It’s been a couple of years, but when my credit card company jacked up my interest rate to something unreasonable, I was surprised by how UNwilling they were to work with me. They wouldn’t give an INCH, much less drop the interest rate a percent or two.

  38. Rectilinear Propagation says:

    There are thousands of people that are barely or completely unable to meet their minimum payment requirements – as you mentioned, paying only the minimum payment with interest rates of 20% or higher will never allow you to satisfy your debts in a reasonable amount of time. If your company was enrolling customers that weren’t in need of the service, that does not indicate Debt Settlement doesn’t work.

    @abooth: BULL

    Being unable to pay your minimum payment requirements does not mean that you are not in need of debt consolidation services. If anything, if you’re in that tight of a spot financially it, it means that you DO need help. Your statement is completely backwards. Only people with extra cash are in need of help with their debt?

    That not only indicates that debt settlement by for-profit companies doesn’t work, it pretty much proves it.

    Unless, of course, by “the service” you really mean “the service in which we rip you off and leave you worse off financially”. But who’s “in need” of that kind of service?

    Please take your shenanigans elsewhere. This is The Consumerist.

  39. PrestonBerryworth says:

    I signed up for a debt management plan years back. They had a $30 monthly donation fee. I asked many times to not donate, finally after they stopped taking my donation, I couldn’t get reliable service from them. I bounced a check and my four credit cards I was paying through them went unpaid. They never informed me that my payment bounced. My bank sent me a letter, and as soon as I got I sent a new check to the debt company.

    The debt managment co. at that time just stopped processing all of my payments, they never told me they weren’t going to work with me anymore. They just stopped. The check I sent them was never cashed and all of my cards went into collections. I always felt it was because I stopped “donating”. Four years later I’m almost done repairing the damage.

  40. polyeaster says:

    This doesn’t shock me, but I think the confessor here worked for a shady agency. Not every agency is that shady. That being said, I don’t like to pay someone to do what I can do myself, and I’ve been successful at lowering interest rates, etc.

  41. heavylee-again says:

    As I read the sickening account of how customers were told one thing, when the contract they signed said another, I wondered if a client could record a conversation in which they were lied to, then sue the company.

  42. abooth says:

    @Rectilinear Propagation: You mis-interpreted the paragraph…

    I was pointing out that there ARE people struggling to pay that need help.. and then pointing out that if the OP’s company was enrolling people that were not in that situation.. that doesn’t mean all the companies do the same thing.

    Please refer your misdirected anger to the correct source.

    Again, as many people have already commented.. this is a case of a bad company, not a bad industry. I do agree there are far too many of this type of company, but steps are being taken at the federal and state level to close these operations.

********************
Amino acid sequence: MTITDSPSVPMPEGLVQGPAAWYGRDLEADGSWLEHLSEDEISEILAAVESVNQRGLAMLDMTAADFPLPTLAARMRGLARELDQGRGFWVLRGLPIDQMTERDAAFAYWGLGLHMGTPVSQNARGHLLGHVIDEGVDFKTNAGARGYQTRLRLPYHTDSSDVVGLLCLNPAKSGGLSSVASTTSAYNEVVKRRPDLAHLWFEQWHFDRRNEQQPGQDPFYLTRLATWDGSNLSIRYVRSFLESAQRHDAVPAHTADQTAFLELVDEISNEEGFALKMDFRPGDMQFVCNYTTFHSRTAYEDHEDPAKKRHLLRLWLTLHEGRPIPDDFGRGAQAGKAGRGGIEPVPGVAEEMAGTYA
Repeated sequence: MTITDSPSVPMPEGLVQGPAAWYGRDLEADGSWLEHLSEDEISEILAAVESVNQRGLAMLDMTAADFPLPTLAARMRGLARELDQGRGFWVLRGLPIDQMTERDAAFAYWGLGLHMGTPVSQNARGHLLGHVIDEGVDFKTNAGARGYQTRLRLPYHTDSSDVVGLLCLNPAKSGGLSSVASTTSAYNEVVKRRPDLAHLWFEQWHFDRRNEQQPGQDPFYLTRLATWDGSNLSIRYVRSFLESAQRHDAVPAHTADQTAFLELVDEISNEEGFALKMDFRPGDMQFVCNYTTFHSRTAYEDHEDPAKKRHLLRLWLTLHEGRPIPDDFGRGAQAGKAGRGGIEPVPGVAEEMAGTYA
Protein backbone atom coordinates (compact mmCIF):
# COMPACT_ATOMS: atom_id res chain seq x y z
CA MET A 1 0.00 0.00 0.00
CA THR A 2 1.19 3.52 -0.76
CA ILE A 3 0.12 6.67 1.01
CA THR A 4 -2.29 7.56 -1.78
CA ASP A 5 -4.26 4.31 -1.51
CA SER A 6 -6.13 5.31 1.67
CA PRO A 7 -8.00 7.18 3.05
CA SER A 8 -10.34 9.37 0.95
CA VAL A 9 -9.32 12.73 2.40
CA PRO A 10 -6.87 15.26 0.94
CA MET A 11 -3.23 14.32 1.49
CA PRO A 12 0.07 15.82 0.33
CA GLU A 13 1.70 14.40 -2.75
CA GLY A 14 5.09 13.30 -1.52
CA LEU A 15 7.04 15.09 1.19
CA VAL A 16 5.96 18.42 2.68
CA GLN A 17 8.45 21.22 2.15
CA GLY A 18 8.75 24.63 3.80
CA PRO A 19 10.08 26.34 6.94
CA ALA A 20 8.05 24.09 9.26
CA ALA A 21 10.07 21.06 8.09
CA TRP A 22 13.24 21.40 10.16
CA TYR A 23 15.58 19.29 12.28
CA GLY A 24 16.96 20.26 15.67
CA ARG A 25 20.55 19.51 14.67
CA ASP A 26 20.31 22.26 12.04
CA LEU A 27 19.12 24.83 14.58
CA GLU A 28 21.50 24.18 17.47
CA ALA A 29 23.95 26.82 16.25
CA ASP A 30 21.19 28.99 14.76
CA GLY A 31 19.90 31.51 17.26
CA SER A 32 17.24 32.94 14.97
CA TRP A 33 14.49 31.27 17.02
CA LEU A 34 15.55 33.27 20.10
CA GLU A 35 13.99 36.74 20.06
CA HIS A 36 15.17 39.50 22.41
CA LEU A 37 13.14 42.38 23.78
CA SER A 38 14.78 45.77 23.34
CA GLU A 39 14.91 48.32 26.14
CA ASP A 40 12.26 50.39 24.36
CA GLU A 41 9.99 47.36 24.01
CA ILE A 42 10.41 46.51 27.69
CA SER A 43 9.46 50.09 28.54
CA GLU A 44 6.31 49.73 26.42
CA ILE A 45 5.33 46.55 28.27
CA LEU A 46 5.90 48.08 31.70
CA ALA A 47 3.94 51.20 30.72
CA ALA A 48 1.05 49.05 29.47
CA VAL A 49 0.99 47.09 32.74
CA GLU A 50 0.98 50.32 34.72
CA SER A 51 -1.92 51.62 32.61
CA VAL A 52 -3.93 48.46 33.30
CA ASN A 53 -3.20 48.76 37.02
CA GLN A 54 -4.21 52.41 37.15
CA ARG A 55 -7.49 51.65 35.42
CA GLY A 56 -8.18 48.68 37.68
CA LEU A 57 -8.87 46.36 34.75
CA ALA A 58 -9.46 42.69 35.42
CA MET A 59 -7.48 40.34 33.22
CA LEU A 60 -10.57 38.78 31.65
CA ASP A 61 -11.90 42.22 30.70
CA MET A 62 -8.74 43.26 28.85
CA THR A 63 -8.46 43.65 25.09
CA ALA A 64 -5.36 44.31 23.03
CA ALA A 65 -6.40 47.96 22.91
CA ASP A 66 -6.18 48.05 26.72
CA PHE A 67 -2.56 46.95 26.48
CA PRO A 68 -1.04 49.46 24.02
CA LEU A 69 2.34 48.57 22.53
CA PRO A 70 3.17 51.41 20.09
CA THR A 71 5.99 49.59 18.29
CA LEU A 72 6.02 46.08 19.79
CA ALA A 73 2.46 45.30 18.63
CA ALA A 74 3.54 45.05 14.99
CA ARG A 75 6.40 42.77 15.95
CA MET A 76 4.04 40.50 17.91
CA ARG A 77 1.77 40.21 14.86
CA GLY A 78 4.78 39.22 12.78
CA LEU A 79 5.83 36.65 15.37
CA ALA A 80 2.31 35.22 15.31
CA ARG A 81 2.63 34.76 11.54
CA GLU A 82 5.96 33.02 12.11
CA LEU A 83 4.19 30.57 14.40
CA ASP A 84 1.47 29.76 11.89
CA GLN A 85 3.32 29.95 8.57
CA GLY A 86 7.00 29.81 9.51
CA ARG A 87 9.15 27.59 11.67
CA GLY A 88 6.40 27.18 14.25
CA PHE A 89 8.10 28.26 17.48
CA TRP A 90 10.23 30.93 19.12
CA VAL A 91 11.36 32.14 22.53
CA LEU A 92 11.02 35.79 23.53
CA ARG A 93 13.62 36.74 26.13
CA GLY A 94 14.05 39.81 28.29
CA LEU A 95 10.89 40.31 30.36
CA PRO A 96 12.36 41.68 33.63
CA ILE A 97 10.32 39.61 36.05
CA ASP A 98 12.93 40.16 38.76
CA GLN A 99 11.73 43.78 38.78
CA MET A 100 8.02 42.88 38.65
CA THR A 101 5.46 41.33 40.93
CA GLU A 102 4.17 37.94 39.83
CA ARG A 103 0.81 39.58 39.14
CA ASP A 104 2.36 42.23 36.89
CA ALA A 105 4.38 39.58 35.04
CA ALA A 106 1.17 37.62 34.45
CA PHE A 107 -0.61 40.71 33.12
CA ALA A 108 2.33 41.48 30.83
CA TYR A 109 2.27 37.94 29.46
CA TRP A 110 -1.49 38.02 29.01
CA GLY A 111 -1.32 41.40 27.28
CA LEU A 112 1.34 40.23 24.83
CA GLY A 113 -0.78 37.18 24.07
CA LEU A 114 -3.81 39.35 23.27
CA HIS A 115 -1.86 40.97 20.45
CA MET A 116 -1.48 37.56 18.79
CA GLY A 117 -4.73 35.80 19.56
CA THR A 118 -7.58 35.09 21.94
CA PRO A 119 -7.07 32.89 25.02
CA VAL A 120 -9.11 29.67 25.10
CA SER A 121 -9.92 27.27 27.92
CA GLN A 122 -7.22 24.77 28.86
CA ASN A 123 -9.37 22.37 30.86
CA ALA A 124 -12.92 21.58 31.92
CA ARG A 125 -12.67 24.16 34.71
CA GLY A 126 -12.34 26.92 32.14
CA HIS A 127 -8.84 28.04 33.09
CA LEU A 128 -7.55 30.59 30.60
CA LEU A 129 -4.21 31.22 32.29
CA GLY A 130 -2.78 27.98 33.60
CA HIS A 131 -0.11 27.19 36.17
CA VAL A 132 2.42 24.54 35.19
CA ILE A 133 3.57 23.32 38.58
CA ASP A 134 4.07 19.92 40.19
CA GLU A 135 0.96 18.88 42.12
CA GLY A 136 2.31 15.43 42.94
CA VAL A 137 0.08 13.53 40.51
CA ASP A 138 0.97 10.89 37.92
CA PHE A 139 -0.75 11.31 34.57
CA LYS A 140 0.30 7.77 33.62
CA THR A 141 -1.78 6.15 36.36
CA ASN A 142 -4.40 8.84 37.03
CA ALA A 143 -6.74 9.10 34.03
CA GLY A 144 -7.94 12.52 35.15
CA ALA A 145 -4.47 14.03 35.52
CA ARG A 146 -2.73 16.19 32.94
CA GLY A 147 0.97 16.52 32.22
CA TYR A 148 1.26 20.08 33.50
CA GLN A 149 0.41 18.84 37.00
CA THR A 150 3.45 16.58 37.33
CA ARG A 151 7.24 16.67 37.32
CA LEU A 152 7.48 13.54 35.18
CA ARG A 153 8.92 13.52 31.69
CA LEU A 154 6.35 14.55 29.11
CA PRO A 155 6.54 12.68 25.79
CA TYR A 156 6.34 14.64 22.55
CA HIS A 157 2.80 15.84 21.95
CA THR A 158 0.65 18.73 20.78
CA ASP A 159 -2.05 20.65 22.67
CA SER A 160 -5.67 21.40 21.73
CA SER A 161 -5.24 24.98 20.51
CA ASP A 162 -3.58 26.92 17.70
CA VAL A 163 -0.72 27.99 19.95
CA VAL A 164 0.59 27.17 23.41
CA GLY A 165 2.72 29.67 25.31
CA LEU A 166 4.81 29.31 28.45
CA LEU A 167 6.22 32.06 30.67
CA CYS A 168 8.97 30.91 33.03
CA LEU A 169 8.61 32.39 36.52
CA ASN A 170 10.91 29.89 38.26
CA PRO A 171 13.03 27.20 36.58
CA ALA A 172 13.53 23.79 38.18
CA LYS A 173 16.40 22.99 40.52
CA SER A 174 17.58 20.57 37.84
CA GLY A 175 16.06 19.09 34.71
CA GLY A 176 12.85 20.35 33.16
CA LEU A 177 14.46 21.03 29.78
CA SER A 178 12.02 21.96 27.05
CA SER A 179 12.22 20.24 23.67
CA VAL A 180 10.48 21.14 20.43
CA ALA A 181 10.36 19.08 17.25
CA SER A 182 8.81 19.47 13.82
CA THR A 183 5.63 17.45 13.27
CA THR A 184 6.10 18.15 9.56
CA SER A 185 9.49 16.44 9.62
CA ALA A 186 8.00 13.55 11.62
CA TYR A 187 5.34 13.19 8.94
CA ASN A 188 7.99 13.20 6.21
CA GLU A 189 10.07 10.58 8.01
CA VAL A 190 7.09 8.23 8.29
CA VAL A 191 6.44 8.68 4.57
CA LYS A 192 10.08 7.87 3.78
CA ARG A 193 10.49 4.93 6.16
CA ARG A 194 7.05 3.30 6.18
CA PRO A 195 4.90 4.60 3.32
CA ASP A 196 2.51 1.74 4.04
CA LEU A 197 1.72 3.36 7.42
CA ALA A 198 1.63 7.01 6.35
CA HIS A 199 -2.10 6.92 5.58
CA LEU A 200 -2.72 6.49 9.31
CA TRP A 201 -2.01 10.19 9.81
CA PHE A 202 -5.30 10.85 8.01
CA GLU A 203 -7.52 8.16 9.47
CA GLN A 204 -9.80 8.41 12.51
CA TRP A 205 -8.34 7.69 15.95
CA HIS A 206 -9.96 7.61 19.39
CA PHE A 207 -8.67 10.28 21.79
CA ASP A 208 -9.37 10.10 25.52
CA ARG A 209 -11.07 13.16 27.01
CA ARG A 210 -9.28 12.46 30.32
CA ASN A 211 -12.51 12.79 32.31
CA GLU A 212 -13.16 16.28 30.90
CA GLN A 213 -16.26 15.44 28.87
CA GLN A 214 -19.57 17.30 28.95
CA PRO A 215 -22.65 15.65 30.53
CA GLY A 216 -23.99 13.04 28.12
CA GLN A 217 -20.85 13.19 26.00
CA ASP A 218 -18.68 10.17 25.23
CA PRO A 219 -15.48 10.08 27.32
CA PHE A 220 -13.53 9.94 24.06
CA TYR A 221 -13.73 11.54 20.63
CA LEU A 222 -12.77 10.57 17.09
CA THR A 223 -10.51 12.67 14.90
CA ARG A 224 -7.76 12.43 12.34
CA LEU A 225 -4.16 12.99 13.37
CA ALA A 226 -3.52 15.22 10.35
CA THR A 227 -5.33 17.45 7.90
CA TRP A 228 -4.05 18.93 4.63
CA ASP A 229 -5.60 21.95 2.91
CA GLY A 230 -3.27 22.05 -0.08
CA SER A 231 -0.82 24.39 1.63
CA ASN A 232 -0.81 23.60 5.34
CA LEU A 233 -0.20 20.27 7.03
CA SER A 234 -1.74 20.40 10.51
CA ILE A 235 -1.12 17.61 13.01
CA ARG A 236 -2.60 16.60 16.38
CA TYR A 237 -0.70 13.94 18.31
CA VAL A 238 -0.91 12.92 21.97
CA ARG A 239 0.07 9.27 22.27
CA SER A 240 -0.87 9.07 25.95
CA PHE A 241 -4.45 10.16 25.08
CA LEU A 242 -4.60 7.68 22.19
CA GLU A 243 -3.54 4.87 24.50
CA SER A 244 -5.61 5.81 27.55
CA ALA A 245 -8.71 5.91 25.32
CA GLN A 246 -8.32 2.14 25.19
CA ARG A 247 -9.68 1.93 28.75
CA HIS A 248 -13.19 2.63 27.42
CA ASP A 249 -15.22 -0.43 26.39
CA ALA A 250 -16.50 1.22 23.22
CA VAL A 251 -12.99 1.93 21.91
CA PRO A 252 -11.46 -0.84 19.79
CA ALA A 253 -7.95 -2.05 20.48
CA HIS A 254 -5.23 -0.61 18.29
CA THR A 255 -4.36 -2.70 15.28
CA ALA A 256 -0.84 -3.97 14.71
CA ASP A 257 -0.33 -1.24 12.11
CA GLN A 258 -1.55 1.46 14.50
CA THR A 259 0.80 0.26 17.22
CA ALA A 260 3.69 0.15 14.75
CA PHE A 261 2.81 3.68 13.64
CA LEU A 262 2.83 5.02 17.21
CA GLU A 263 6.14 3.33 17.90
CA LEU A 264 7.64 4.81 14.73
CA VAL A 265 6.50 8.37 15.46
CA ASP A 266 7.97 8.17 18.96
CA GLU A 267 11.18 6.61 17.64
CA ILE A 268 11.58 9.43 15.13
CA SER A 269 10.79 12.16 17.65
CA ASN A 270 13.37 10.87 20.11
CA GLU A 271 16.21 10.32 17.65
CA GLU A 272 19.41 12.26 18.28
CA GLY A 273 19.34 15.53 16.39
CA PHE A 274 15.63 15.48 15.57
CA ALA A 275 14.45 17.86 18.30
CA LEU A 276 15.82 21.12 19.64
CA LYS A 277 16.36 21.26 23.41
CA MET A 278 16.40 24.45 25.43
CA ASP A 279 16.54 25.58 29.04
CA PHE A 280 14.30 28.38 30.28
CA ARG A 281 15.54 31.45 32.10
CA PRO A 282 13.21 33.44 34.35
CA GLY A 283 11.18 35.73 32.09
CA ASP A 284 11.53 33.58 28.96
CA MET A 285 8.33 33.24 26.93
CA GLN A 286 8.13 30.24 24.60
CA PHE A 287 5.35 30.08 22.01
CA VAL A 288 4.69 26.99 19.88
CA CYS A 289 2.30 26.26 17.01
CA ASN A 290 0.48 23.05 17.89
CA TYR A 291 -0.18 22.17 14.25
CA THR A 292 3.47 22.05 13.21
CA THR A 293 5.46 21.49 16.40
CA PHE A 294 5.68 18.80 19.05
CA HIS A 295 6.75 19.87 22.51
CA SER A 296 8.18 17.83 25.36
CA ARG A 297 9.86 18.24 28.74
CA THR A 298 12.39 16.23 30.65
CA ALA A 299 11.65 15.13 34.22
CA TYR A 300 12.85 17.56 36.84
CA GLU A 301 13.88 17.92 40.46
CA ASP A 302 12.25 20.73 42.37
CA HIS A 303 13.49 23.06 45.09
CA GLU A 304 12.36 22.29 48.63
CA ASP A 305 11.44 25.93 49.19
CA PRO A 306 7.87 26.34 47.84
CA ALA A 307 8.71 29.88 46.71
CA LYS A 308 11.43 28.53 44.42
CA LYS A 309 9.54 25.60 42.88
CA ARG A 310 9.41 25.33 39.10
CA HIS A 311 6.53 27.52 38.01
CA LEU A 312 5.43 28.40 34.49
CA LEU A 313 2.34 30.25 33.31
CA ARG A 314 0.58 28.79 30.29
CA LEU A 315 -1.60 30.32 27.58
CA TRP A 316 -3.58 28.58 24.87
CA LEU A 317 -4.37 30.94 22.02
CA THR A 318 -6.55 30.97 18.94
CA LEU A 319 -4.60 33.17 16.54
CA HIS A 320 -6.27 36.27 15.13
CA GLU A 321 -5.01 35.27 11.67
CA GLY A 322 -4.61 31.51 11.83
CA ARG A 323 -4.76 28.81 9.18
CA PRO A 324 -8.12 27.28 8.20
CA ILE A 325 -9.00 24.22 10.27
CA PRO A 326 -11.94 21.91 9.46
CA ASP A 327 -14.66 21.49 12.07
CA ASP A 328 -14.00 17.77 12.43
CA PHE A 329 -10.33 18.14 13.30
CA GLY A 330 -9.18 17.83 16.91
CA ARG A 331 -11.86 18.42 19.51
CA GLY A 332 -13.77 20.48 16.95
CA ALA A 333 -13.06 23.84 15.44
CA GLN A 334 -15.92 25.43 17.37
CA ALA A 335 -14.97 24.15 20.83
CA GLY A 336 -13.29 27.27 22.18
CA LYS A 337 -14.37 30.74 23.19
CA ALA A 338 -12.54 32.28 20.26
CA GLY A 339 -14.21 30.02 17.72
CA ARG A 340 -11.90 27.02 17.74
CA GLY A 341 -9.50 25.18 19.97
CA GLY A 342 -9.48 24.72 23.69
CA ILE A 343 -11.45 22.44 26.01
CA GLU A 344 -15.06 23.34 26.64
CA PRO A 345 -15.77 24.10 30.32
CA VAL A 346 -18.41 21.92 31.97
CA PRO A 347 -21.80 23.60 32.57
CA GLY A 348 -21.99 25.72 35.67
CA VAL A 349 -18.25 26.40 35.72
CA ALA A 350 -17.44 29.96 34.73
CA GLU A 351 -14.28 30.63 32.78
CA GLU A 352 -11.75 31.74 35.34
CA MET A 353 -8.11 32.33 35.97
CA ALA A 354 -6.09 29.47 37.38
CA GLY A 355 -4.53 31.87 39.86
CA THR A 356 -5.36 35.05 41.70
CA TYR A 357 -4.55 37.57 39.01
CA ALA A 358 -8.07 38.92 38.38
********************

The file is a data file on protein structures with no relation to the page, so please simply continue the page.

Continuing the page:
If someone does think that Debt Settlement is right for them, I recommend making sure the company they speak with is a member of USOBA and TASC. These organizations require companies to maintain strict service standards.

  43. EndlessMike says:

    I worked at a non-profit debt consolidation agency for nine months after I got out of college, and it was a considerably better deal than this. The OP is correct that you still pay interest with them, but given the choice between paying 6% and 20%+, I’ll gladly take the lower rate. A regular plan was designed to pay off the client’s debt in 3-5 years, depending on a wide variety of factors ranging from the specific companies involved to the amount of debt to be paid off. The big thing is that it’s paying off the balances in full. There’s no settlement, and it doesn’t hurt your credit (or it’s not supposed to, anyway). A few companies may put a mark on the account, but it’s wiped off after three months in a program, per federal law. The people I talked to sound like they were from similar walks of life as the ones the OP talked to. To be completely fair, with the company’s monthly fee (which is also regulated), a lot of people ended up paying more per month than their minimums, but usually not a whole lot.

  44. jeffsters says:

    Agreed, if you have debt issues don’t try to write it off but work within the system with the NON-PROFIT Consumer Credit Counseling service. They have offices all over the country for 1:1 consultation and have been around for many years.


  45. andrew82 says:

    I have personally used CCCS ( and they have been great. They are NPO, got my interest rates down, and I have almost paid off all of the $15k I had across multiple credit accounts. After working on this for about 2 years I owe less than $2k. I should have everything paid off in the next two months. I have been making double and triple payments when I had extra money, and after spending a bit of my tax return for car repairs, I send the total remainder to them, which helped HUGELY. If you are in this process, send as much extra money as you can, it helps.

    Clearly the company that C worked for is not the norm. CCCS has similar information about companies like his on it’s site.